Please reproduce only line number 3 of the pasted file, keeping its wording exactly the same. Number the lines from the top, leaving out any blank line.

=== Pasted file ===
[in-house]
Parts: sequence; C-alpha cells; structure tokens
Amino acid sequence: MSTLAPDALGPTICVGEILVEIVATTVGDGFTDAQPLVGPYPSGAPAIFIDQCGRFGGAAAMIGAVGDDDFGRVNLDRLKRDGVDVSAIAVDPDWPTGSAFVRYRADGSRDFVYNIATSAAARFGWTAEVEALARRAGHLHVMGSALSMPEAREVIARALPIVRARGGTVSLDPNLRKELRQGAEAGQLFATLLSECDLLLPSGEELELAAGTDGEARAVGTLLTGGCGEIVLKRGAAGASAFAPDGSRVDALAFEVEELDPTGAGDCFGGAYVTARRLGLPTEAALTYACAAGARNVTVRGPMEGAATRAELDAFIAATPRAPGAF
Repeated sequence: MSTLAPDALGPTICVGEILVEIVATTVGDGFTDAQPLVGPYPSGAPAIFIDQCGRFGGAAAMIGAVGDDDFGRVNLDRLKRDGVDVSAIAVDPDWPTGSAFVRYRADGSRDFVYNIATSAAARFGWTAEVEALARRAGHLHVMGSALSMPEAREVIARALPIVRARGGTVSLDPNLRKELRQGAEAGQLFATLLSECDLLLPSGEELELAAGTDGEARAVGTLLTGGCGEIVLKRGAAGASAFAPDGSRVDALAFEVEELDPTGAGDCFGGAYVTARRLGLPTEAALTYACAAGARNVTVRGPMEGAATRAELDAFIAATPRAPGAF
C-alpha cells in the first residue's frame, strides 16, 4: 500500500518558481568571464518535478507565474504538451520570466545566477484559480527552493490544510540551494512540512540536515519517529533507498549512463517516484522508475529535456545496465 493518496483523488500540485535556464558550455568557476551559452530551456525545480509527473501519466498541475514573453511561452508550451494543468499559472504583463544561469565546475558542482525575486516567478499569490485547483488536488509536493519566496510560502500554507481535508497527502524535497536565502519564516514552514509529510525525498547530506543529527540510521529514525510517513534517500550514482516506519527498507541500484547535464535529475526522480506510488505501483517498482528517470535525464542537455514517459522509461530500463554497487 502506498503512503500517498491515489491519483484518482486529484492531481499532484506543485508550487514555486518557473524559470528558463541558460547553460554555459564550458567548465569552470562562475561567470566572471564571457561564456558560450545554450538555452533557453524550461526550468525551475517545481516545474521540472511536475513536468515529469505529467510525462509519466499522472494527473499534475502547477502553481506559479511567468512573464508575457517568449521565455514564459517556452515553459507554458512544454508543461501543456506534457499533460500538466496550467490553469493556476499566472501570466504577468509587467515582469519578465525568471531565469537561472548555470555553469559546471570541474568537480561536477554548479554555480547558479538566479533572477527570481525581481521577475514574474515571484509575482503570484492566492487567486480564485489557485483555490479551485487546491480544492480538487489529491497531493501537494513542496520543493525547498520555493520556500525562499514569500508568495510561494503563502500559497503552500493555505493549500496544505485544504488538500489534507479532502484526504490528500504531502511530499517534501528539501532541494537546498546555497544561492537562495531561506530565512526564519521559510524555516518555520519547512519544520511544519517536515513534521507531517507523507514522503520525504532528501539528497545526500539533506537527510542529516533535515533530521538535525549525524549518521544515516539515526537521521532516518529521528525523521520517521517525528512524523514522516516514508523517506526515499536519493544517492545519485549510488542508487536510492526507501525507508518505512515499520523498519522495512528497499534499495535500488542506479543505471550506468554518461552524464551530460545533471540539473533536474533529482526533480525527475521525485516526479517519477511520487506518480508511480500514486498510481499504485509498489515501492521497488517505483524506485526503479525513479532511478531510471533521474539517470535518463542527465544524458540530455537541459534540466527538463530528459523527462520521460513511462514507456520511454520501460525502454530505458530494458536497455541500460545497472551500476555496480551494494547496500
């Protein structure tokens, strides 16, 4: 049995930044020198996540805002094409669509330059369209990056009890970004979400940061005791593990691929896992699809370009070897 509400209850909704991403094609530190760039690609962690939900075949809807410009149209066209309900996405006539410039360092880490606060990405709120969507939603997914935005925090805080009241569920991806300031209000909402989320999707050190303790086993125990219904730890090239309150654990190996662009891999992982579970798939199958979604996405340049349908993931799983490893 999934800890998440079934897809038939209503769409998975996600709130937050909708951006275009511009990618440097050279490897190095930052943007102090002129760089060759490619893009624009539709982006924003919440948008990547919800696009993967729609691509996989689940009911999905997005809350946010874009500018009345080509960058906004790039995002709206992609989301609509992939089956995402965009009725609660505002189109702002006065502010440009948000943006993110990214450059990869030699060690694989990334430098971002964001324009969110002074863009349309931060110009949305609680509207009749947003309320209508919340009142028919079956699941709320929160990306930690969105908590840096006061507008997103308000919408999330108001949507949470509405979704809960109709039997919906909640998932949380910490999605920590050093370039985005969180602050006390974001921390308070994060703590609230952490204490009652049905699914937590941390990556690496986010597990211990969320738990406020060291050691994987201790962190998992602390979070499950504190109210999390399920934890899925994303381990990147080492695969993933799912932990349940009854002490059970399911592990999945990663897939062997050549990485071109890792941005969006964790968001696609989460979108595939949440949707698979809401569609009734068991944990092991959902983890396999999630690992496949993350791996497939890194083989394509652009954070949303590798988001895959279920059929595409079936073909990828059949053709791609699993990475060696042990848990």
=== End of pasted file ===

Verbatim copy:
Amino acid sequence: MSTLAPDALGPTICVGEILVEIVATTVGDGFTDAQPLVGPYPSGAPAIFIDQCGRFGGAAAMIGAVGDDDFGRVNLDRLKRDGVDVSAIAVDPDWPTGSAFVRYRADGSRDFVYNIATSAAARFGWTAEVEALARRAGHLHVMGSALSMPEAREVIARALPIVRARGGTVSLDPNLRKELRQGAEAGQLFATLLSECDLLLPSGEELELAAGTDGEARAVGTLLTGGCGEIVLKRGAAGASAFAPDGSRVDALAFEVEELDPTGAGDCFGGAYVTARRLGLPTEAALTYACAAGARNVTVRGPMEGAATRAELDAFIAATPRAPGAF